The one that caught my eye is the wavy edged Shamshir....I am wondering whether its wavy edge enhances its 'cutting abillity' when used with a 'slash' type blow.
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Old 19th December 2006, 12:45 PM   #6
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The exhibition describes it as an "Uzbeki Shashka". Very strange. I am quite uncertain about the validity of IDs: there is a typical Qajar Revival sword with a very usual point, described as Zulfiqar
However, the ax is an Uzbeki Ay-Balta, the shamshir has a collar of turquoise on the throat of the scabbard ( you even can see a part of it in the picture showing the hilt of the "'shashka") and provenanced as the gift of the Emir of Bukhara to the Tsar, and the karud also has the same collar on the bolster.

Assuming the Uzbeki attribution is correct, we can go on a very, very long limb: is it possible that the blade is the ancestor of both Laz Bicagi (Black Sea Yataghan) and Flyssa?
I can see the proverbial fan turning my way..... Duck...
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Old 19th December 2006, 02:41 PM   #7
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Quote:
Originally Posted by ariel
Assuming the Uzbeki attribution is correct, we can go on a very, very long limb: is it possible that the blade is the ancestor of both Laz Bicagi (Black Sea Yataghan) and Flyssa?
I can see the proverbial fan turning my way..... Duck...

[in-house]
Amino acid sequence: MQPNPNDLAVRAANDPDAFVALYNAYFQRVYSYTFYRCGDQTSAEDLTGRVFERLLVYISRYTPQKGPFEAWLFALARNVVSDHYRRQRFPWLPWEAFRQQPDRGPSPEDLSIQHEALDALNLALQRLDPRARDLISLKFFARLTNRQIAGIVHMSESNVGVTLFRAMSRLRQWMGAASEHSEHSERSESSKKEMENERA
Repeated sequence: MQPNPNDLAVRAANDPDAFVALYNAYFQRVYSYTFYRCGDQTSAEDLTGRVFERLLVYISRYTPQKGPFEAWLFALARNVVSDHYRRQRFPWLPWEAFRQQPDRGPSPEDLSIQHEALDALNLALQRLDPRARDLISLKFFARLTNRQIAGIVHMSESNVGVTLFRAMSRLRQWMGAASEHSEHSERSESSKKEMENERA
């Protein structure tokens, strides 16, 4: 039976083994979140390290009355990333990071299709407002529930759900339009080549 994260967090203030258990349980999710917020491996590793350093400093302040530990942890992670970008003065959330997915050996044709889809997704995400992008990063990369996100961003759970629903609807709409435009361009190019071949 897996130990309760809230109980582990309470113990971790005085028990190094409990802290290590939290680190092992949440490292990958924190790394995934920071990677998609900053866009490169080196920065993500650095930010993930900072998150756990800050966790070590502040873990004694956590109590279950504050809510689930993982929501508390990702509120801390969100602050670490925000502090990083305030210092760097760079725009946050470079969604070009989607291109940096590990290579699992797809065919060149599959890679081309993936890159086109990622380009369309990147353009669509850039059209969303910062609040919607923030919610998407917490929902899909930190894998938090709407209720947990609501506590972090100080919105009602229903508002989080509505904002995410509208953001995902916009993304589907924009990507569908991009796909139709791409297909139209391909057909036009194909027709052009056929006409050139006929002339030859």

Phew, good thing you said it Ariel. That's the little demon that got in my head when I saw this. The decorations are stylistically kabyle though, so at some point this sword was in Algeria (compare the second and last pics). That such decorations endured from uzbeks to be used by kabyles is a long limb indeed.

Quote:
Originally Posted by katana
DOCTOR....quick....this man needs your help....

Heh, get me a couple of these beauties and I'll be instantly cured

Thanks for the comments,
Emanuel
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Old 19th December 2006, 03:01 PM   #8
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Quote:
Originally Posted by Manolo
Phew, good thing you said it Ariel. That's the little demon that got in my head when I saw this. The decorations are stylistically kabyle though, so at some point this sword was in Algeria (compare the second and last pics). That such decorations endured from uzbeks to be used by kabyles is a long limb indeed.


Heh, get me a couple of these beauties and I'll be instantly cured

Thanks for the comments,
Emanuel

Manolo, take a deep breath and do not get excited!
The damn BSY/Flyssa story is so incredibly complex and confusing that my trip along a very, very long limb is likely to end in a fall. Straight into something very unpleasant.
Wait until Jim reads these rantings!
He will take us to task, no doubt...
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Old 19th December 2006, 03:06 PM   #9